Using Open Source Auditing Tools as Alternative for CIS Benchmarks

Using Open Source Auditing Tools

An alternative to CIS Benchmarks and hardening guides

Hardening guides, and the CIS benchmarks in particular, are a great resource to check your system for possible weaknesses and conduct system hardening. But who has the time to read it cover to cover, and apply every single step? In this article we have a look at the alternative: open source auditing tools.


Hardening is a time consuming task. As security specialists, we know that. It involves many small steps, followed by even more testing and troubleshooting. Unfortunately time is something we can spend only once, making it a scarce resource.

To save time on reading extensive hardening guides, we suggest our users to use proper auditing tooling instead. It helps in automating repeating tasks, saving precious time. This time is better spend on the hardening itself, right? Secondly, using tooling we can quicker detecting newly introduced security weaknesses, for example caused by an unaware developer or colleague. After all you want to safeguard your earlier work, avoiding someone performing an “undo” on it.

CIS Benchmarks

Back to the friendly people from CIS. They create extensive hardening guides, named CIS benchmarks. These benchmarks are available for most common platforms available, like Windows, several Linux distributions, Solaris and others.

CIS have their own staff and get additional help from seasoned professionals. These professionals are people usually working for multinationals and consultancy firms and commonly named subject matter experts (SME) in their specific field of expertise.

CIS uses “consensus teams”, in other words teams with security professionals who have discussions to decide what kind of advice is suitable for most environments. This clearly improves the quality of the guides, but can also be a flaw. For example if you have different demands for your environment, you still have to consider each item in the guide. Sometimes a control might be too strict, and sometimes it simply is not enough to protect your precious resources. But in the end we believe CIS is one of the few who provide proper quality guides and they definitely help many companies around the world.

Beside the benchmarks and embedded scripts, CIS has their own auditing tool. Unfortunately this is not a free download. With the right membership you are entitled to download their tooling. For smaller companies this license is pretty expensive though. We clearly love open source, so let’s have a look at some alternatives!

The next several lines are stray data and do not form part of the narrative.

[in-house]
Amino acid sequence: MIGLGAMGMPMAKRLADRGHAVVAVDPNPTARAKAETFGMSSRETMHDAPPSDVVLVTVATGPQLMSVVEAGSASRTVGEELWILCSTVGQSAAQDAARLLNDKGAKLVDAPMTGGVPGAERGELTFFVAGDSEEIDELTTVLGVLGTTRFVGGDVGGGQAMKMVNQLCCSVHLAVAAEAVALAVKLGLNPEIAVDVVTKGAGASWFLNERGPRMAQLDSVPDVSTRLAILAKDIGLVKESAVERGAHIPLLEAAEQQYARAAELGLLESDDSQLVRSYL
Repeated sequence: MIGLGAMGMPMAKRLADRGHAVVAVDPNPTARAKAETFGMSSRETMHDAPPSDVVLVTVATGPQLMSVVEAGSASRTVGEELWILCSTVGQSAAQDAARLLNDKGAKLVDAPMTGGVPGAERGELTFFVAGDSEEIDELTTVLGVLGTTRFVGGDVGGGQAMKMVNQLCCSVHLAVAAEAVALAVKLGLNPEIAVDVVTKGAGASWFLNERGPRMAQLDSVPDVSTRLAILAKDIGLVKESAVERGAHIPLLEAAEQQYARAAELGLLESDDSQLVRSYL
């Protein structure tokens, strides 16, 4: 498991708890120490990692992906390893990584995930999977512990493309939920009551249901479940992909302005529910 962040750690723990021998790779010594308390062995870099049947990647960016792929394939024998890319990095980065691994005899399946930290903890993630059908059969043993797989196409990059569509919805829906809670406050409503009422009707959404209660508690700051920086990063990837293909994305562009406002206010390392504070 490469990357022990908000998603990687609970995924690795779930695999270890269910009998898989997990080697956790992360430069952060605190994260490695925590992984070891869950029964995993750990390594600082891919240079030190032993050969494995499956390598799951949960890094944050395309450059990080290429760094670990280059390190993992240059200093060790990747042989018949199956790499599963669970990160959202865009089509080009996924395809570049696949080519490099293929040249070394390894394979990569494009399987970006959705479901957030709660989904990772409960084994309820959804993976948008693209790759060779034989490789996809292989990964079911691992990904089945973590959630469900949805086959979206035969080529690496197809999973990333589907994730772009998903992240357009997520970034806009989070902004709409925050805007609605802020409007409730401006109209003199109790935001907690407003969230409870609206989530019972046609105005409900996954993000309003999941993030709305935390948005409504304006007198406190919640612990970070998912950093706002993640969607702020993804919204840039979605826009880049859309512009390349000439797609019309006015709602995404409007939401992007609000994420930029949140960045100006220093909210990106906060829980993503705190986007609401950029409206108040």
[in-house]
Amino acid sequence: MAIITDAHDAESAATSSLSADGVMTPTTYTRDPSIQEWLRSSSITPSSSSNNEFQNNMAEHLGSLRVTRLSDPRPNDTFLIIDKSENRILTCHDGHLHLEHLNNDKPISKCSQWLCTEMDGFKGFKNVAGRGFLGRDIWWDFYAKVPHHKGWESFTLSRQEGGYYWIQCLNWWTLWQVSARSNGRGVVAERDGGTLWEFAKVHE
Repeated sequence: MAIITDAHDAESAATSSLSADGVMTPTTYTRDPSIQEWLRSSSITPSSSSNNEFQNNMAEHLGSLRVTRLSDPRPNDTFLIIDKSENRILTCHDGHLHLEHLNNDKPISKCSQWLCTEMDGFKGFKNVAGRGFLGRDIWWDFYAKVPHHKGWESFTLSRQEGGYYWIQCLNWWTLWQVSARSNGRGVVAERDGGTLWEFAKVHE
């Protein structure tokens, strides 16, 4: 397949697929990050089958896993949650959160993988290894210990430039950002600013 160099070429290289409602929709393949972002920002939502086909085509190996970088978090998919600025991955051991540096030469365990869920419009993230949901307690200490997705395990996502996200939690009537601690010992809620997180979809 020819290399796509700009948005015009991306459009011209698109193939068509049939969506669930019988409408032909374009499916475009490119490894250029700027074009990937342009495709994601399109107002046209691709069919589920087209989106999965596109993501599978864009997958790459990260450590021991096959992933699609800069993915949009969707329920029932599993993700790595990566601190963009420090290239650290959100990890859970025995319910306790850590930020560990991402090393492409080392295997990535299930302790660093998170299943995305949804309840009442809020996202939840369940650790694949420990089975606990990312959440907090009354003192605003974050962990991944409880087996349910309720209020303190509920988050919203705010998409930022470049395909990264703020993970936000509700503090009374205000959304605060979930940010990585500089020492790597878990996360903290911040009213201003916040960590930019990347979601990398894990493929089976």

Focus on Automation

Companies want to be more agile, using cloud technology, automation tools for configuration. Still, they often forget to implement proper system hardening. As an after-thought, hardening guides are then used to “fix” the security gaps on the system.


Another great way opposed to manuals and guides, is the usage of SCAP (Security Content Automation Protocol) or more specifically OpenSCAP. This open source software helps with automated testing of security controls. While this is a great step in the right direction, there are still some flaws though.

The biggest issues with SCAP are, portability, easy of use and supported platforms. Each “checklist” has to be defined in a policy document. While everything is available as XML based documents, the format and structure is not really friendly for the average user. Easy of use is definitely a characteristic we value high in software solutions.


Another alternative of SCAP is the usage of specialized auditing tools, like our own open source tool Lynis. Freely available, no installation needed and downloaded and used by many professionals, to name just a few benefits. Lynis has been extensively tested on common platforms, including clones (e.g. CentOS, Fedora, Debian based systems).


The big benefit of using an auditing solution is the focus on continuous auditing. This results in improving your environment step by step. Security is not a product, but a delicate process. Instead of doing an one-time hardening excercise, it’s better to look for improvement all year round. This way of working clearly will result in a better security defences in the long run.


We love CIS benchmarks, hardening guides and security tips. However they are time consuming and we love to save time where we can. OpenSCAP is a great alternative, however only works when all Linux distributions would properly embed it by default. If you have the right platform, it might be good fit for your environment.

We believe that for most companies specialized auditing tools are the best option available. That is, when your goal is to secure your IT environment. It is the most extensive and quickest method to perform a security audit. Continuously monitoring your environment is better than “on and off” projects trying to improve your security defences.

Lynis Enterprise

Lynis Enterprise screenshot to help with system hardening

This blog post is part of our Linux security series and the mission to get Linux and Unix-based systems more secure.

Does system hardening take a lot of time, or do you have any compliance in your company? Have a look at Lynis Enterprise.

Or start today with the open source security scanner Lynis (GitHub)

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